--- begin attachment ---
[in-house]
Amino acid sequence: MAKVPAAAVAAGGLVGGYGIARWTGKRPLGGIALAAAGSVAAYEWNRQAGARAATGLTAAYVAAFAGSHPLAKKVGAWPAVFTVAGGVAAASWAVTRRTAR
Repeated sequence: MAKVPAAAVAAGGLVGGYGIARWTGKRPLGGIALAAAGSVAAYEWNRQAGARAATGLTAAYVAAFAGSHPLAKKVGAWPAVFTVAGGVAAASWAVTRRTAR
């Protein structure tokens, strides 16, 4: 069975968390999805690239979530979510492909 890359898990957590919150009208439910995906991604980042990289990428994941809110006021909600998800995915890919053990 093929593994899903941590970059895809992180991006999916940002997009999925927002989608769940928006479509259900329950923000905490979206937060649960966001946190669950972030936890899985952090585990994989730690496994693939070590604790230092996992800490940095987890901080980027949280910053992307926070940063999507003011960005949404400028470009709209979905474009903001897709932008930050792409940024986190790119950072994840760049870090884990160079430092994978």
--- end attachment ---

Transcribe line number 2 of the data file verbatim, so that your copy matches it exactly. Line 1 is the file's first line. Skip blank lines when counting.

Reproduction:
Amino acid sequence: MAKVPAAAVAAGGLVGGYGIARWTGKRPLGGIALAAAGSVAAYEWNRQAGARAATGLTAAYVAAFAGSHPLAKKVGAWPAVFTVAGGVAAASWAVTRRTAR